Ross: Body fat for this 12-week study was slightly better on the 20 minutes. Muscle mass stayed the same and that was probably due to us eating fairly similar diet. We weren’t eating a huge amount of calories, which is always efficient for us because the one thing we don’t want to do is go off on an expedition and drastically cut our calorie intake. For us, it’s important to stay at around two-and-a-half thousand calories per day intake, so when we’re on an expedition that reduction in calories isn’t a massive shock.
MH: Outside of your results, what do you think are the advantages and disadvantages of 20-minute and 40-minute workouts?
Hugo: For me on the 20 minutes, I always had the motivation to do it because it’s such a short period of time. I found it was very easy to go to the gym knowing that you only had 20 minutes to do.
Ross: Doing 40 minutes was tough because once he’d finished I had the whole lot to do again, and our gym programme over the 20 minutes was quite dense, so there wasn’t a huge amount of rest time.
Hugo: I always felt motivated physically, and I didn’t knacker myself out so much, but at the end of the 20 minutes I felt like I was pumped. The downside is I never felt like I actually went to the gym. I always felt like I wanted to do a bit more, so on the physical side I felt good, but on the mental side I felt bad.
Ross: The 40 minutes for me was almost the opposite. It was 40 minutes of ‘yes my mind has certainly worked out, but my body was a bit too spent.’
MH: What are your key takeaways from the study?
Hugo: The big take home for us is the consistency. 20 minutes is far easier to execute everyday if you want to find that consistency and motivation. 40 minutes you definitely found it a lot harder to motivate yourself and do that consistently.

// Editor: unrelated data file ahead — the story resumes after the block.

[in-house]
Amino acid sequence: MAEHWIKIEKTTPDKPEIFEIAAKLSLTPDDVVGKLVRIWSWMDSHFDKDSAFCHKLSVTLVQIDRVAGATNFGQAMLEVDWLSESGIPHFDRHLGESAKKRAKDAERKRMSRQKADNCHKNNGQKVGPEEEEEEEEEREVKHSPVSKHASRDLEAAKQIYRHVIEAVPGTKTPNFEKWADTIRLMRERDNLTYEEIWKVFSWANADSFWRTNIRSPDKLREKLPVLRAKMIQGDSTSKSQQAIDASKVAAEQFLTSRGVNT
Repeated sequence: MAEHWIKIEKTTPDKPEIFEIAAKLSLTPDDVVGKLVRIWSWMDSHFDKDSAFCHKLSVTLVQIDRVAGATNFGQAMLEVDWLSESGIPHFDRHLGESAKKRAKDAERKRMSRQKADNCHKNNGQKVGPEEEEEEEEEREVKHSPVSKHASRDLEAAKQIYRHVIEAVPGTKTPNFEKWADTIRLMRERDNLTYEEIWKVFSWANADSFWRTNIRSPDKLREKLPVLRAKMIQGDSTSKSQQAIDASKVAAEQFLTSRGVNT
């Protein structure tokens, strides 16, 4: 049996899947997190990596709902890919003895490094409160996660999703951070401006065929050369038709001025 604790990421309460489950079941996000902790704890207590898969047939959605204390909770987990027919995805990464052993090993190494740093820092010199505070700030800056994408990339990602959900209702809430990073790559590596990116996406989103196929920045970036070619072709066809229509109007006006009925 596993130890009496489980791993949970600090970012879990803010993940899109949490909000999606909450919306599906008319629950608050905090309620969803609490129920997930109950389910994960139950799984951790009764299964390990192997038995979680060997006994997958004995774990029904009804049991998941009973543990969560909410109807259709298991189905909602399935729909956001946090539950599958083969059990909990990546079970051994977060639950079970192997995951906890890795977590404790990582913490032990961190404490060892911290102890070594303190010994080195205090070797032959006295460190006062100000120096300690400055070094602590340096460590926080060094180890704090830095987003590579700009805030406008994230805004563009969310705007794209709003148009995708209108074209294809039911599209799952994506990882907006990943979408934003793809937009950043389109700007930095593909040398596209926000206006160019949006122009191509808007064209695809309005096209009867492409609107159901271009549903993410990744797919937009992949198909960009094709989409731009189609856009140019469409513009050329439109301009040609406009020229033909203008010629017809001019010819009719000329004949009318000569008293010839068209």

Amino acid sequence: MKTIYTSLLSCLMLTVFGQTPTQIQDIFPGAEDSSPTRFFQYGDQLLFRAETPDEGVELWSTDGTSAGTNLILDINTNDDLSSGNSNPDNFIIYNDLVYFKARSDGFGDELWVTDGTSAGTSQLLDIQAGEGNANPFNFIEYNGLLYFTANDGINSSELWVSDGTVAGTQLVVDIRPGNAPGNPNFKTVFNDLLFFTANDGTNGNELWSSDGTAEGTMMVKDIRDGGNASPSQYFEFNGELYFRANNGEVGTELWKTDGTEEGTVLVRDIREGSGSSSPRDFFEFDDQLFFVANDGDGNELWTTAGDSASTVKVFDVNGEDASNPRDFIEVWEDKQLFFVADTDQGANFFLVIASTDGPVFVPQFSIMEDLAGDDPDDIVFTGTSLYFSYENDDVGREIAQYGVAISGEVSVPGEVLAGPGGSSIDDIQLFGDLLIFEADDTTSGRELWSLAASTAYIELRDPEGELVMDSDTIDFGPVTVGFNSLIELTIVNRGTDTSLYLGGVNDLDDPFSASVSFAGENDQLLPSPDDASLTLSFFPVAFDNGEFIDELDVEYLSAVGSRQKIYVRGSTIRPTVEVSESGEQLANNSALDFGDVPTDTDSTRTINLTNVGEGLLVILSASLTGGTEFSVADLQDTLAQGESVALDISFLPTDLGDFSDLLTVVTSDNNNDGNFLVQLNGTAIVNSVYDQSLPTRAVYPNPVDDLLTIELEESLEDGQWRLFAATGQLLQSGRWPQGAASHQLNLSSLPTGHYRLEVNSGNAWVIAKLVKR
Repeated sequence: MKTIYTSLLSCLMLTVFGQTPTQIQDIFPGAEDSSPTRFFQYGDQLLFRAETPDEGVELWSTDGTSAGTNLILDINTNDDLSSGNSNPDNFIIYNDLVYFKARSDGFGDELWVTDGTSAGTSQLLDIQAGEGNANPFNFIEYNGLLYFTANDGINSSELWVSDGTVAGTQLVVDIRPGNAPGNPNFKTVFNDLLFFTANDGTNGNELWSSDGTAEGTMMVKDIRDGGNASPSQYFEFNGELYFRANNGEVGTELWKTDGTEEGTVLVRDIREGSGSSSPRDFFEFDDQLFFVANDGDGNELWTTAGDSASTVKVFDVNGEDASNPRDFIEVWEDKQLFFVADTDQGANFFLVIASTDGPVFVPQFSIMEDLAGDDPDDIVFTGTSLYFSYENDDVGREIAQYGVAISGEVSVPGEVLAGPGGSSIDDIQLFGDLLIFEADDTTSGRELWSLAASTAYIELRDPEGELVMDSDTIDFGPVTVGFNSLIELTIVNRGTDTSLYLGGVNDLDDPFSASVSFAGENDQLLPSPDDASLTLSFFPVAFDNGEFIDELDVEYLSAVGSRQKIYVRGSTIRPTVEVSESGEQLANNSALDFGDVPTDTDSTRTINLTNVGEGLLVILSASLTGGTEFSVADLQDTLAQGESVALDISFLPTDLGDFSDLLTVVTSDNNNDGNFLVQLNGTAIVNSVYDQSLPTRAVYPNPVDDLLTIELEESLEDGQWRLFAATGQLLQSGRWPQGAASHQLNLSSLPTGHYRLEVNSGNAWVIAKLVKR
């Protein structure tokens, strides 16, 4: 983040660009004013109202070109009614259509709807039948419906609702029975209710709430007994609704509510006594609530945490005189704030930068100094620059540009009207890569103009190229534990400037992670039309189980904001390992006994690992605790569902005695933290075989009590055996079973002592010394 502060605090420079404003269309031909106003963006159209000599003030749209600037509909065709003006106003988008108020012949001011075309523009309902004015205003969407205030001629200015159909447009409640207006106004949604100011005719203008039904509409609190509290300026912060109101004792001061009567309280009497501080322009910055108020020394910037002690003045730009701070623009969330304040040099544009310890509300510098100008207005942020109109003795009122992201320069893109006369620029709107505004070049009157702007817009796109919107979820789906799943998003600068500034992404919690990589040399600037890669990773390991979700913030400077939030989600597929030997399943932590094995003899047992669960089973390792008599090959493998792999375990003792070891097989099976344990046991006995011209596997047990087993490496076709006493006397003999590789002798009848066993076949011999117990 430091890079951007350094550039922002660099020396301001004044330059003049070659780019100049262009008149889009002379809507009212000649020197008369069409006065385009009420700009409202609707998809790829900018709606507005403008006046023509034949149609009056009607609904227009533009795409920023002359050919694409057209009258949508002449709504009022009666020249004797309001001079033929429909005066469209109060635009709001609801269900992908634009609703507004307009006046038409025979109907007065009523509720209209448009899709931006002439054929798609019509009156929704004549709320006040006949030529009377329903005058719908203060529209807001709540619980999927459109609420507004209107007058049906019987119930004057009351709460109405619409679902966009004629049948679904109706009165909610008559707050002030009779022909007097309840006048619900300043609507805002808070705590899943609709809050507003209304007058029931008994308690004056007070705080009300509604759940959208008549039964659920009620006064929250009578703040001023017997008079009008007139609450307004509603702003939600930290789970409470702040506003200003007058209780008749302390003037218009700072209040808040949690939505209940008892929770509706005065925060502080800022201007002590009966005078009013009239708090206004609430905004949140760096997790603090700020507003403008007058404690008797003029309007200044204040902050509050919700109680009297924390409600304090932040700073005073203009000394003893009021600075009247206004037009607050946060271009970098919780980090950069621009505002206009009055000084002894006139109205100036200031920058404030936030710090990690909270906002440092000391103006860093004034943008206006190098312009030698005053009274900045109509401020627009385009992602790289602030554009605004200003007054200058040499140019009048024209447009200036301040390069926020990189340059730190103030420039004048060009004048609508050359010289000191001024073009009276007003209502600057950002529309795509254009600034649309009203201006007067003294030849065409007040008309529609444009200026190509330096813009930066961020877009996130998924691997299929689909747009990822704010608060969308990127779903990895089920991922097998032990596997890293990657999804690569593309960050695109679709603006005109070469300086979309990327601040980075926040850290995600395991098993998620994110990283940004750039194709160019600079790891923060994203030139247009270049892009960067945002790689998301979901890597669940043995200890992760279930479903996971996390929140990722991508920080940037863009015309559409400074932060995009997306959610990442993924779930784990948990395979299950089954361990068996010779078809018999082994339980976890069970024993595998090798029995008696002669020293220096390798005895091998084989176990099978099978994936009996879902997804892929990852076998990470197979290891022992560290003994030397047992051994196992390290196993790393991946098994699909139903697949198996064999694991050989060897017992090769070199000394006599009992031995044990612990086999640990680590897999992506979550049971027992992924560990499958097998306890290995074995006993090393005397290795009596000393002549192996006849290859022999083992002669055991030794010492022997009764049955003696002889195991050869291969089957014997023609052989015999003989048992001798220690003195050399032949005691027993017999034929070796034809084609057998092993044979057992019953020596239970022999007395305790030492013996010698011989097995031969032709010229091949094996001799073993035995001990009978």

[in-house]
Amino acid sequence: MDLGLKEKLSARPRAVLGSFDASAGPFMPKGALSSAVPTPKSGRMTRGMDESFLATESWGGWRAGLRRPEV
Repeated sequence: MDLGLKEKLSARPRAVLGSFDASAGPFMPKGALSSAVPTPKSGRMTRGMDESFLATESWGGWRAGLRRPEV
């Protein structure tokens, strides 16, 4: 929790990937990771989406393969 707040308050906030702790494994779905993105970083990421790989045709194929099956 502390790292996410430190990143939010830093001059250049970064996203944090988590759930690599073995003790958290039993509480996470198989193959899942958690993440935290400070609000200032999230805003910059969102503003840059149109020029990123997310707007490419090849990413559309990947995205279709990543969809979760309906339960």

Ross: For me, knowing that I was working twice as hard and putting in twice as much effort and yet the results weren’t there was a little deflating. I think now we’ve done the twelve-week programme and we’ve seen the results, I’m going to struggle to do 40 minutes because I know there’s no point in doing it.
The Turner Twins Workout
Wondering what workouts Hugo and Ross put themselves through? Here’s an example session. Like them, complete once for a 20-minute workout and twice for a 40-minute muscle builder.
Deadlift – 14 Reps, 4 Sets
Begin with your feet in line with your hips, grab the bar at shoulder width apart. Maintain a flat back, pull the shoulder blades back and down and engage your core. Push the floor away from you as you stand up straight holding the barbell. Hinge at the hips by sending them behind the heels with a strong flat back and reverse the movement so the barbell travels back down to the floor. Repeat.
Cable Rotations – 14 Reps, 4 Sets
Start with the cable set at hip height, pull the attachment while holding on with both hands a few steps away so that you are standing side on to the machine. Brace your core and swing the hands across the body as if you are ‘swinging a baseball bat’ while twisting the torso. Slowly release the cable back to the starting position under control, ready to repeat.
Cable Arm Press – 14 Reps, 4 Sets
Begin with the bar attachment on the cable machine, set at chest height. Grab the bar at shoulder width and take a few steps forward so there is tension on the cable. Push the bar away from your chest and squeeze your pecs. Return the bar to the starting position under control, ready to repeat.
Bodyweight Hanging Ab Raises – 14 Reps, 4 Sets x 2
Grab the pull up bars at shoulder width apart. Engage your core and lift your legs so they are horizontal to the floor. Slowly release the legs under control downwards to the starting position. To avoid swinging slow down the exercise. To regress the movement, complete with bent legs.